The Oculus Quest 2 is the latest VR offering from Oculus which is now owned by Facebook. This immediately leads us to what is perhaps the most contentious point surrounding the Quest 2, you must link your Facebook account in order to use it. Whilst some people may not be bothered in the slightest by this, there are many out there who are up in arms, especially as existing Oculus accounts will be disabled in 2023 unless they are merged with a Facebook account. This also means that if your Facebook account gets deleted you’ll also lose all of your purchases from your Oculus account.
Putting this aside for the moment lets actually have a look at whether the Quest 2 is actually any good or not. The Quest 2 comes with plenty of upgrades versus its predecessor and now includes a Snapdragon XR2 processor, 6GB of RAM (up from 4GB), up to 256GB of onboard storage and a 50 per cent increase in pixels per eye with an 1832 x 1920 resolution for each eye. The headset also gets a 90Hz refresh rate bump from the original’s 72Hz. The Quest 2 starts at £299 for the 64gb version.
Watch the Oculus Quest 2 trailer below:
Unpacking the Quest 2 is a joy, it is packaged beautifully and solidly and it felt like Xmas morning opening this box of goodies. Inside the box are the headset and two controllers, a plug and charging cable, a spacer for users who wear glasses and some very basic instructions.
Set up is reasonably straightforward although there are a few parts that are made needlessly complicated. Connecting to wifi was one such part where you either had to remember your wifi password or constantly remove the headset whilst you memorise the next few digits, put the headset back on to key in and so on. It would be so much easier if you could connect using WPS. I opted for the wife reading out the password whilst I keyed it in.
Once this was done there was a brief update, I set up my Facebook account and I was off. First off you’ll need to draw a guardian boundary in your play area. This tells the Quest where the safe area is and will alert you should you leave it preventing you from pumping into things and having accidents.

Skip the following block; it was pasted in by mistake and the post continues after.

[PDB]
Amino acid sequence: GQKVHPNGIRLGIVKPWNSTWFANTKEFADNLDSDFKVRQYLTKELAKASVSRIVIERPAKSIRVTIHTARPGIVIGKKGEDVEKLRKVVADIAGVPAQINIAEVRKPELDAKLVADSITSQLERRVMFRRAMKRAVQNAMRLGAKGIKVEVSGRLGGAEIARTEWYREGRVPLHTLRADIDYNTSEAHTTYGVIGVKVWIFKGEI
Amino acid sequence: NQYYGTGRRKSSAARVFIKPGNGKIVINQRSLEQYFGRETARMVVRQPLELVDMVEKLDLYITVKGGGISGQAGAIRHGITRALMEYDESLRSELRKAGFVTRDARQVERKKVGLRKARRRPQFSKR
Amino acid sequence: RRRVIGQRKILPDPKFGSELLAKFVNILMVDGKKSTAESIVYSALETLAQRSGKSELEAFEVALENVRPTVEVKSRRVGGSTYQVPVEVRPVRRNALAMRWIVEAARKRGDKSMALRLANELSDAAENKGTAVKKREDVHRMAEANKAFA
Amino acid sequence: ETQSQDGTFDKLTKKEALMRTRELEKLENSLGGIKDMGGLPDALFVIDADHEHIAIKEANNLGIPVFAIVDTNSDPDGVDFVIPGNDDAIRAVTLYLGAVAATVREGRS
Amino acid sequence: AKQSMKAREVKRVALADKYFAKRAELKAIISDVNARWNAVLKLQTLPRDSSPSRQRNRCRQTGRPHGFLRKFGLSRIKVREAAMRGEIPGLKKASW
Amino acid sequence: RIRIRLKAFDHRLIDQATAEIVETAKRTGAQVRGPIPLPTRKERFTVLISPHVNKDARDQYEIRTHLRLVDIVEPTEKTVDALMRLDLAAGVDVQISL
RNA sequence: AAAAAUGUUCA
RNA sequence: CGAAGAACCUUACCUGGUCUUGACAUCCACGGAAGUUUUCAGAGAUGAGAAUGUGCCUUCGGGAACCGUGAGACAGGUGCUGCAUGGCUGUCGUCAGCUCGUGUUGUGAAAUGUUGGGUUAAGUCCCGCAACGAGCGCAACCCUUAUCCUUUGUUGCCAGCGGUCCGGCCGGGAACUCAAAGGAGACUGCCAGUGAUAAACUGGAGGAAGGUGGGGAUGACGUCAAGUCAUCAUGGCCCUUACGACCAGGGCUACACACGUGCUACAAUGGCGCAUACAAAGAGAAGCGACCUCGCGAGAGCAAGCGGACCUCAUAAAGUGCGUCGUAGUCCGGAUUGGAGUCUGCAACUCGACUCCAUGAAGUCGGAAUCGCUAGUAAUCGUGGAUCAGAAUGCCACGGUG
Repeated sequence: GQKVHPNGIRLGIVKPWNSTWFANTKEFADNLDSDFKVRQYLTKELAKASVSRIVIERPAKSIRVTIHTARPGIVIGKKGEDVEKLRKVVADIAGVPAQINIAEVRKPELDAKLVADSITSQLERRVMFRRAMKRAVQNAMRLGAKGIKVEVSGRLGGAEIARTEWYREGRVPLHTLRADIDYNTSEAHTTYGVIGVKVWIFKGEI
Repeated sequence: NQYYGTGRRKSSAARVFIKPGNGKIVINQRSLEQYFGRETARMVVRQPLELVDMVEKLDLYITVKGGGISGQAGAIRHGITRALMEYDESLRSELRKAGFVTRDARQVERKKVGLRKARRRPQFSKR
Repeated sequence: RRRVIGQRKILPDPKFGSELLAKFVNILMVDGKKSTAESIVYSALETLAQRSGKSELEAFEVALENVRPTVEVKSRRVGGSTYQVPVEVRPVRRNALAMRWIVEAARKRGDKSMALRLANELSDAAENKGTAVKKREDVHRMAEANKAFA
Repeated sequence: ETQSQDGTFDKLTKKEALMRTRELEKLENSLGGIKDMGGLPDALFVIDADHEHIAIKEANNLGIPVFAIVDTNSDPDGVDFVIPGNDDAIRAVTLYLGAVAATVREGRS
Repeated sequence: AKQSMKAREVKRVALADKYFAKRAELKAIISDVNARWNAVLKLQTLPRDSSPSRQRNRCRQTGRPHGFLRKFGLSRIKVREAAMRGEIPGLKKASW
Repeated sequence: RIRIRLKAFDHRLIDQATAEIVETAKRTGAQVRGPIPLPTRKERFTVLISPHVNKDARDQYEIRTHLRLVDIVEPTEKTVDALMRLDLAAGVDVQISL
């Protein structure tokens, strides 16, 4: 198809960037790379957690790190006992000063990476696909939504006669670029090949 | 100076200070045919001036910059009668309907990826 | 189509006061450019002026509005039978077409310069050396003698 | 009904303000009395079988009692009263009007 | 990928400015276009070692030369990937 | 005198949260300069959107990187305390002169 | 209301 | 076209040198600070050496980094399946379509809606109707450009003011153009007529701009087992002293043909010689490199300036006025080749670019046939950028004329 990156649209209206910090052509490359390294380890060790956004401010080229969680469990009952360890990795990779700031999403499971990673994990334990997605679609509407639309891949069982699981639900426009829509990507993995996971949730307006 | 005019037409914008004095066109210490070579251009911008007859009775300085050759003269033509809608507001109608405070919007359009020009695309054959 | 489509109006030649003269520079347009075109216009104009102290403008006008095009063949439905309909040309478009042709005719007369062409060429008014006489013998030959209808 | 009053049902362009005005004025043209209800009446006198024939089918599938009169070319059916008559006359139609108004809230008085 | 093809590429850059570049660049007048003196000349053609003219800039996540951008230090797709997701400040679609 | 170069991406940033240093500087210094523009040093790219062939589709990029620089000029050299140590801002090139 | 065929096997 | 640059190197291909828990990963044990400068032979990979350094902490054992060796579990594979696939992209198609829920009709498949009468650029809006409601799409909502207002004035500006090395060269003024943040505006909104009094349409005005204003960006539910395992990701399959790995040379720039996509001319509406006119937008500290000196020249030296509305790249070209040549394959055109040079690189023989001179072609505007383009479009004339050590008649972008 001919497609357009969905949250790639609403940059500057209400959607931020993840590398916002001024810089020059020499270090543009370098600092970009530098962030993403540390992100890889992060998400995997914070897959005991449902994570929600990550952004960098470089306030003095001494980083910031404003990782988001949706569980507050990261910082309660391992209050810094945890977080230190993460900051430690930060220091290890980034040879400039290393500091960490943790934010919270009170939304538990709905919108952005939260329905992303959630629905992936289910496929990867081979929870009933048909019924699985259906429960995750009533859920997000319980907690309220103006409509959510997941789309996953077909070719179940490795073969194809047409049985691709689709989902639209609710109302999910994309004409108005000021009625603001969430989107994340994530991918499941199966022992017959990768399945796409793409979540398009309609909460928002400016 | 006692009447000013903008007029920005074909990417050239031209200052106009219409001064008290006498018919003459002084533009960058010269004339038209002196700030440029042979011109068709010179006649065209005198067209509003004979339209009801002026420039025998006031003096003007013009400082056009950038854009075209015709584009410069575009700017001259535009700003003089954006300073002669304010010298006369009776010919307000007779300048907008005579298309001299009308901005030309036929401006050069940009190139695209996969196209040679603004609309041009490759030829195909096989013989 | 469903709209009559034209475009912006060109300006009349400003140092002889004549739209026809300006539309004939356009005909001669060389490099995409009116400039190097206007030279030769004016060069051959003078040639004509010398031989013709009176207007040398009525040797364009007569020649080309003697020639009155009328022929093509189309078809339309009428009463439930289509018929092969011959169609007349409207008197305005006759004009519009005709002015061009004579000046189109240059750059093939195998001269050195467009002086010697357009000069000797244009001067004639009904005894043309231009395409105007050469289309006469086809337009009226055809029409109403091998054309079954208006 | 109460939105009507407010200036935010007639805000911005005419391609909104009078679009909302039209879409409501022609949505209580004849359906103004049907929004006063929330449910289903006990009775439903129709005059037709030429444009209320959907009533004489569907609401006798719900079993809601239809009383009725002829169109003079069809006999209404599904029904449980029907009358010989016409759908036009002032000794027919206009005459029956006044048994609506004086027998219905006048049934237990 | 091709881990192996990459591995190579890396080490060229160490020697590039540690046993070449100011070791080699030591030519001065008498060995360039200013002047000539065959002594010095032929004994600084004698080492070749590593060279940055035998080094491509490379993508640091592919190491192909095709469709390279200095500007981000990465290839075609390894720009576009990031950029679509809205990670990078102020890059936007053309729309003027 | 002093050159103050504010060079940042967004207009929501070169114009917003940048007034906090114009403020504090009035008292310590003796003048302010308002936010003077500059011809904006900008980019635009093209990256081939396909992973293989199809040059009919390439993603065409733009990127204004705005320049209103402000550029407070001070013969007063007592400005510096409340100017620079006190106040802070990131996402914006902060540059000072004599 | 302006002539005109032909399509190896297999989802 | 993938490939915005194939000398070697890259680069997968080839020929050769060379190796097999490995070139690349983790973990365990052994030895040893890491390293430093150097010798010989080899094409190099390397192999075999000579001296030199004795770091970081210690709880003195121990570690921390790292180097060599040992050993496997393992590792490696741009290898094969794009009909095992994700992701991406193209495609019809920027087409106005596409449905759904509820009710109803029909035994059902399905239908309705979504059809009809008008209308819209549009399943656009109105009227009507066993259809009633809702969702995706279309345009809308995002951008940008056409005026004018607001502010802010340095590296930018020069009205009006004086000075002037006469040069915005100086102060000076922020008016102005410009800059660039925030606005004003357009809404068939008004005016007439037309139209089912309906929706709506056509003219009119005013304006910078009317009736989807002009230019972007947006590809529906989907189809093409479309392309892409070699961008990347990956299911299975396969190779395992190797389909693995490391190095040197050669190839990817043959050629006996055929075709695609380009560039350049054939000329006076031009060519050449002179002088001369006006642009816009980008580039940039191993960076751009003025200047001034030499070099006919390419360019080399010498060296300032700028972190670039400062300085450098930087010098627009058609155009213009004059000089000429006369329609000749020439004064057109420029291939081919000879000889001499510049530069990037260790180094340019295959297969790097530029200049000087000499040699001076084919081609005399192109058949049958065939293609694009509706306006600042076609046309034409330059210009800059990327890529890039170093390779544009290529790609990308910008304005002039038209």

The Quest 2 comes with a few free titles pre-installed with the view of helping you get to grips with how VR works and how to use the controllers. These were very helpful for my family as we’ve never used VR before and were a lot of fun in and of themselves. My sone spent almost an hour simply messing about in one of these tutorials.
You can buy your games directly from within the headset or you can use the Oculus companion app to do the same. Apps purchased via the app are automatically installed on the headset which is a nice touch. The app also allows you to cast the images from within the headset to other networked devices. This was another area of frustration as the Quest refused to cast to any of the devices in my home.
After lots of random rebooting of the networked devices, the casting feature suddenly decided to work but I’m still none the wiser as to how I got it fixed. Even now when casting to the app there is no sound but I get sound when I cast to the TV. There is also a really annoying red dot that appears within the headset when you are casting or recording which is distracting and unnecessary.
With the apps and games themselves, I’ve found that you definitely get what you pay for. There are plenty of free or low priced apps you can get but their quality varies wildly whereas full-price titles such as Beat Sabre look, feel and work brilliantly. This reminded me of my first forays into the Google play store trying to sort through all of the rubbish to try and find the good stuff.
The headset is reasonably comfortable to wear but it can get very hot very quickly. So far I’ve not noticed a way to remove the padding in order to clean it and my worry is that over time this is going to get very dirty and smelly. The weight of the headset, despite being 10% lighter than the Quest 1, also means that gaming for more than an hour isn’t really possible, at least for myself, as it tends to get uncomfortable. I also found that no matter how I adjusted the straps I was always left with a gap at the bottom of the headset which meant there was always a small bit of actual reality visible whenever I looked down which detracts from the experience.
The Quest 2 can also be used as a Rift headset by using the Oculus Link cable and app. This cable is an eye-watering £89 for what is essentially a long USBC cable. Once again set up issues caused frustration. The Link app is a 10gb download that would fail to install the first few times I tried it. No reason was given, it simply wouldn’t install. A quick web search showed lots of other people having the same issue. I set to randomly deactivating antivirus programs, windows defender and firewalls in an attempt to get things running and although I succeeded I still couldn’t tell you exactly what I did to get things working.
In summary, the Quest 2 is a premium product with a premium price tag and if you want the Link cable too, prepare to fork out even more. Given its pricing, I expected a trouble-free experience with regards to the set up yet ended up with anything but this. Getting the headset to cast and setting up the Link software was painful and I can imagine some people simply giving up on this. The games themselves look and sound amazing if you opt for the higher-end titles and overall I’ve been impressed with how the headset performs. Hopefully, there will updates in the future that will make things a bit easier.
The Oculus Quest 2 was reviewed using a headset purchased by the reviewer.